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Where it is revealed Marge is actually a rabbit.

Just the skeleton:

And some coporeality:

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To start the new year afresh, I hereby purge these random images haunting my desktop. Make of them what you will.


family drama

I don’t know what show this referred to, but I don’t want to – the show I imagined is a lot better (it involves roommates Criss Angel, David Blaine and The Crow working at a coffee shop trying to make it in The Big City.)

Picture 1

From an unfinished animation project.


portrait 2

portrait 1

Screencaps from an unwittingly homoerotic 70s version of ‘The Portrait of Dorian Gray’.

driving in my car





Handwriting Analysis – the analysis where everyone loses!


I tried finding out more about this but this picture’s all I got.

might rod

Inbox shenanigans.


Picture 3

The 60s.

Picture 1



Screen Shot 2012-10-05 at 2.38.23 AM

Photoshop boredom.


Picture 1



Numen Lumen


According to Melissa:


Actual words in reference to Cher’s latest music video ‘Take It Like A Man’.


Free HD Wallpapers

Made for a pal.

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The wild reaction to Jeremy Scott’s Bart sweater set said less about enthusiasm for his aesthetic (which appears to be the brain of a 1995-era 13-year-old looking at a Delia’s catalogue, made real) and more about the still-rampant popularity of the Simpsons. The current ’90s’ obsession (and I say this in quotes as the younger set has somehow blinded themselves to the time’s prevalence of JNCOs and waffle knits)  and fondness for the Simpsons resulted in a perfect storm of want.

Bootlegs of the Jeremy Scott design likely hit the market seconds after its debut, and with Simpsons bootlegs themselves a time-honored tradition, it’s hard to begrudge their existence. Where formerly Simpsons bootlegs were 50/50 underrepresented groups using Bart as voice and icon/Chinese manufacturers seeking to capitalize any sudden burst of popularity with little understanding of the symbolism, today it’s a small sliver of all-too conscious designers carefully manipulating Bart’s odd combination of major corporate mascot and bad-boy outsider status to bolster their own credibility, and a LOT more of the Chinese-random-stuff-algorithm churning out goods in response to response.

A slight digression – it’s interesting to note the new wave of designers capitalizing on the Simpsons and what they’ve meant still hew mostly to Bart designs, with a few Homers and Milhouses thrown in. Homer’s too much of an adult for ‘the kids’ to appreciate his utter lack of responsibility to anything tied to being an adult (a later development in what Dead Homer Society refers to as ‘Jerkass Homer’). Milhouse makes sense as a newer development – he’s the outsider’s outsider even within the Simpsons world – second banana to Bart, too much of a nerd to be an underachiever, too much of a loser to join the other nerds. Still no focus on Lisa or Marge, as they represent the moral core of the show (pretty much the opposite of  beloved male irresponsibility fantasy stand-ins like Homer, Peter Griffin, Cartman, etc.), but I’m surprised there’s not more Maggie, as she would’ve been the age of many of the whippersnappers currently sporting this gear, was always somewhat of an enigma, and certainly in her Harpo way was another rebellious badass in the family.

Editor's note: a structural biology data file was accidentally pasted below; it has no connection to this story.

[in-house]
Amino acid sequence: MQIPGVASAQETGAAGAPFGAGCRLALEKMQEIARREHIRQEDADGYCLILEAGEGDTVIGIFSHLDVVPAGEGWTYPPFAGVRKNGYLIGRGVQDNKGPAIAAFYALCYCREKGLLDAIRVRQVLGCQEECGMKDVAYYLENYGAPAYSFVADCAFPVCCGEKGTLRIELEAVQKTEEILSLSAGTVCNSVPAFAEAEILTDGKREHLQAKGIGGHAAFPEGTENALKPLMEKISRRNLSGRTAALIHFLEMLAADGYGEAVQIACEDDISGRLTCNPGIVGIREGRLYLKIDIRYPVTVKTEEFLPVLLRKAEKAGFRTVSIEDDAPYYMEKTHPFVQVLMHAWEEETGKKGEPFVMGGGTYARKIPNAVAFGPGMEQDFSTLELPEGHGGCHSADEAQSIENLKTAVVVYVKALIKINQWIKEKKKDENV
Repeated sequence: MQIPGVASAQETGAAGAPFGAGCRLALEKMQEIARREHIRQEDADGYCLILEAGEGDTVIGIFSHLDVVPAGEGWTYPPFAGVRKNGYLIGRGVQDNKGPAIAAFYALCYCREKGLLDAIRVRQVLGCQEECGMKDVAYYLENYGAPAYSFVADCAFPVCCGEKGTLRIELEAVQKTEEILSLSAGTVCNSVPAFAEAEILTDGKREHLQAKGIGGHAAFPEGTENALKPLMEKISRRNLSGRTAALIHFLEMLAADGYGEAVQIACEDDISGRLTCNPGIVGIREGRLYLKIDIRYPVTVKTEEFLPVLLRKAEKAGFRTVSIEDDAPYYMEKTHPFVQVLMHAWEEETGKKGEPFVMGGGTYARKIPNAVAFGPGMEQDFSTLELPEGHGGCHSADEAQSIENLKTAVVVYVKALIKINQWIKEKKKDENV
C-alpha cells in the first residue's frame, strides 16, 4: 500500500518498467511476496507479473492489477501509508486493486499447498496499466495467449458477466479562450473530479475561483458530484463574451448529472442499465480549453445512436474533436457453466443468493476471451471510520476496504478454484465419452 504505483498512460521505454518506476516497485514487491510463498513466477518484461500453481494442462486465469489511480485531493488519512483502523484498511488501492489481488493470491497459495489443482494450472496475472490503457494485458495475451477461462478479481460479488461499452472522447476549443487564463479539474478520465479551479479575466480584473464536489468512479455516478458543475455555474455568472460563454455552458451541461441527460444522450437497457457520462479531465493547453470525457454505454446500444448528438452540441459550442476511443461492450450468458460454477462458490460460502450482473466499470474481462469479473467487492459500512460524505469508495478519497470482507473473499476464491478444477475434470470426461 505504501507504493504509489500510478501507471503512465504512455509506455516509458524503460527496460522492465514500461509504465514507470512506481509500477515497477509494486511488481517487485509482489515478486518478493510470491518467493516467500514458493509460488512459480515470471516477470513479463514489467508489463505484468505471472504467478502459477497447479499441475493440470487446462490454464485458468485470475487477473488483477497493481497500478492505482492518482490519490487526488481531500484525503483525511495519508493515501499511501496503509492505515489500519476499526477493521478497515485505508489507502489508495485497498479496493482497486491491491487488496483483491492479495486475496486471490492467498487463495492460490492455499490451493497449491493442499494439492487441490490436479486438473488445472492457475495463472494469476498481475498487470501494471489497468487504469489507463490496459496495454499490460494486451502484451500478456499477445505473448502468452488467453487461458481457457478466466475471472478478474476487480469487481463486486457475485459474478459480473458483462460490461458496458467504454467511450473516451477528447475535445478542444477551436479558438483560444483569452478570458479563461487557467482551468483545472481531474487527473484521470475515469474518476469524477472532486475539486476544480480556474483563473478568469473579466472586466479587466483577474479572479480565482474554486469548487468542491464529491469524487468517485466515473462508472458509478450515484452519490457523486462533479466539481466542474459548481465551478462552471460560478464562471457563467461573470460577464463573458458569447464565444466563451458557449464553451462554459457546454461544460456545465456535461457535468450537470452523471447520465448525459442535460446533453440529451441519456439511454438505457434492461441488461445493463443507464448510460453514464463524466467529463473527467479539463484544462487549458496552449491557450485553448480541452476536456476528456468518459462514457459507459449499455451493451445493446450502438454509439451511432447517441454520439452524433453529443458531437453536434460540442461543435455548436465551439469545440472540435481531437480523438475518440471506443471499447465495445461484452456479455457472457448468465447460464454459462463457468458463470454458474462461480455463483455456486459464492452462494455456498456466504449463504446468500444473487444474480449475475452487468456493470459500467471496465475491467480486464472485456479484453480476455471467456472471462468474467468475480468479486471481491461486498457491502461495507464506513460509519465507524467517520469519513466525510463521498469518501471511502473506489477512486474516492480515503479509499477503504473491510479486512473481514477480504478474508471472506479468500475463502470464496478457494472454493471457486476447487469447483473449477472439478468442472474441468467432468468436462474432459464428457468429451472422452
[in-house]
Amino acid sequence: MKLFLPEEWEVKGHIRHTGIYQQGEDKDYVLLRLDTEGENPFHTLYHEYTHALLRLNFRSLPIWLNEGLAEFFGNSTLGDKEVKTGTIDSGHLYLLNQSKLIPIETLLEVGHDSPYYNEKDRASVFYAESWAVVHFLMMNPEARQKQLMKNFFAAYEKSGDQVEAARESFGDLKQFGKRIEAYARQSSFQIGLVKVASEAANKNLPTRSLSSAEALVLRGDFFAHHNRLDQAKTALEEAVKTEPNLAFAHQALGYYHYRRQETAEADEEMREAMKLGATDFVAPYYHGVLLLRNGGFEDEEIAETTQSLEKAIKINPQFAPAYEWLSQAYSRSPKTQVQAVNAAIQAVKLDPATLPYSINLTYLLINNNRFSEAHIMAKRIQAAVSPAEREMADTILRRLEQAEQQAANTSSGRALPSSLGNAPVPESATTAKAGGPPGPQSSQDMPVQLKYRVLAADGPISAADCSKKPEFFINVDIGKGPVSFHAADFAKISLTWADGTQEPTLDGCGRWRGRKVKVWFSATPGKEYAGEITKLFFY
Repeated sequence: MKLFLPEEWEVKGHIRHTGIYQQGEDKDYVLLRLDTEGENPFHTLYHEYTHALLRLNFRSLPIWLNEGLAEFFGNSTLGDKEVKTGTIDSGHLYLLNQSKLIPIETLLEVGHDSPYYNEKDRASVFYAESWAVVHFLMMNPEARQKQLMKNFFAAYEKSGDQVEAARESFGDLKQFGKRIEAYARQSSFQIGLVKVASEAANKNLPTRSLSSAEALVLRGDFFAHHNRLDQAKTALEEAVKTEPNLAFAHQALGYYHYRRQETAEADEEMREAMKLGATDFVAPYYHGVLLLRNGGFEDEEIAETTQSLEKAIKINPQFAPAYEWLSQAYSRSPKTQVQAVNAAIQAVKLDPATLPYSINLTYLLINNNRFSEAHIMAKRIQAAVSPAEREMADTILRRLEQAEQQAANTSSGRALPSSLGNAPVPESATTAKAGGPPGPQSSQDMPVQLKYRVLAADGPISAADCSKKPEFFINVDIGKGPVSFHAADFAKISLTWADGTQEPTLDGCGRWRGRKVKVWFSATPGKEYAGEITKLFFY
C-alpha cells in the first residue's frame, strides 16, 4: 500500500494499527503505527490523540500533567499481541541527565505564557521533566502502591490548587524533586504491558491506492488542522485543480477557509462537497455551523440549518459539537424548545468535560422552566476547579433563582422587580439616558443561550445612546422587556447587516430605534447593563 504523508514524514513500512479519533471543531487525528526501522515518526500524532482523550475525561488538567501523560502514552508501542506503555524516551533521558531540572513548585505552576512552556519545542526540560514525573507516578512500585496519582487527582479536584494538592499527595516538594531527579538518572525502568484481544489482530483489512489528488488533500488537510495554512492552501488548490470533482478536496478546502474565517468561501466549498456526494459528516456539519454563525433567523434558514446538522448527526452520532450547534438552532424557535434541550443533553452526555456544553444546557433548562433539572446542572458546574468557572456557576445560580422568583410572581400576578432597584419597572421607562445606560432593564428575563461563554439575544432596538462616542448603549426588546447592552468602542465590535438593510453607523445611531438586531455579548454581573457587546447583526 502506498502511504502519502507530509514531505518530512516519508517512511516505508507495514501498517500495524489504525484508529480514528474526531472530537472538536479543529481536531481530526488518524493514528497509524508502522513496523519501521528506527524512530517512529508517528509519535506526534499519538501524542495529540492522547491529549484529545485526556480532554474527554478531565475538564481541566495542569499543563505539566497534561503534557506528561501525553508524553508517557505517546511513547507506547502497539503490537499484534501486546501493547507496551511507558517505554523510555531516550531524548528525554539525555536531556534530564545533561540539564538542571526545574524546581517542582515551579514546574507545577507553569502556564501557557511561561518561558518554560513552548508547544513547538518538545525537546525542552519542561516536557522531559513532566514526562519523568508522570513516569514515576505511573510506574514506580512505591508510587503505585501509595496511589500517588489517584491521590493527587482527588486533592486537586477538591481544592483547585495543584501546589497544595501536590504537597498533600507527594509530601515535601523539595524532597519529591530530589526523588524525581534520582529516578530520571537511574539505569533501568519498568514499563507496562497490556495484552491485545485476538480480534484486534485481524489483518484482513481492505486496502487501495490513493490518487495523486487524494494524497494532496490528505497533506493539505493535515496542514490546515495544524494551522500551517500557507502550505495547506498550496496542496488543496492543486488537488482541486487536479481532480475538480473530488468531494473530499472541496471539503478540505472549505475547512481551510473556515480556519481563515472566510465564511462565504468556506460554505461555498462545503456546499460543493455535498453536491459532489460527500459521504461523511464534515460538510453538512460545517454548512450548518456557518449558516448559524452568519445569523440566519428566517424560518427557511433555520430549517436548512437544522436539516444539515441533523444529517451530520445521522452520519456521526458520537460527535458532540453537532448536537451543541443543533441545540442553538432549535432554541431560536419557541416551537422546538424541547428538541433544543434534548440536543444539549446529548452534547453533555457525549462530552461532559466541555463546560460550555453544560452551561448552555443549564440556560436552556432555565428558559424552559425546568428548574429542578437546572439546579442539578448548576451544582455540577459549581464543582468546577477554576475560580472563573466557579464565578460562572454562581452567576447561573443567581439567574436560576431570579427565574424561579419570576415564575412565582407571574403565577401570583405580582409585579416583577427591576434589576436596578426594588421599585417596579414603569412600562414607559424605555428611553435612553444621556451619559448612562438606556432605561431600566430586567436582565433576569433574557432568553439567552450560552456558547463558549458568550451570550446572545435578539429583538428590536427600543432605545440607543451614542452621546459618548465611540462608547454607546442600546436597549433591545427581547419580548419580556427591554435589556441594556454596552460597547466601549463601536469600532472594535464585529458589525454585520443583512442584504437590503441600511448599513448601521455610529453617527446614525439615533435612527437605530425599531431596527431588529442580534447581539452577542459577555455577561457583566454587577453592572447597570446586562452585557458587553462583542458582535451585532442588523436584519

Anyway. This is all a long-winded way of saying now that the Jeremy Scott sweater hype’s had a year or two to stew, the strange permutation bootlegs are finally coming up – copies of copies of copies made with no reference to the original, weird evolutions of imagery put out into the world. Behold:

Here’s a photo that I believe was used for reference, taken at an odd angle of the Bartman logo translated to knitwear…

Bart Sweater B


This photo from a magazine shows a bootleg of the bootleg, with jagged lettering and weird perspective…

bart sweater A

Note the wonkiness in the eyes…

Bart Sweater A


This same photo from earlier was used in ANOTHER sweater post, claiming THIS….

Bart Sweater B


…is the same sweater as THIS:

Bart Sweater C


Don’t get me wrong, this sweater certainly has its own weird charm, plus it looks like a drawing from Hyperbole and a Half. But it is DEFINITELY not a straight-up Bartman sweater. I can only wonder where the next mutation will go.

Bart Sweater C


Ned's New Master Bedroom

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I’ve been on a pixelated kick lately, digging up examples of early internet GIFs, Video Toaster screencaps, Game Boy sprites and After Dark screensavers. One file I’ve copied from PowerMac G4 to current laptop is a folder full of Simpsons icons, compiled by a website  so long dead its server host no longer exists. The icons are exhaustive, covering even the most obscure characters. Given the extreme gap in translation ability, they look to be the work of several hands and not a single artist. I actually like the ones that look like a 6th grader painstakingly put them together in MSPaint; their lack of shading, poor color choices and bizarre textures make them the folk art of the 90s.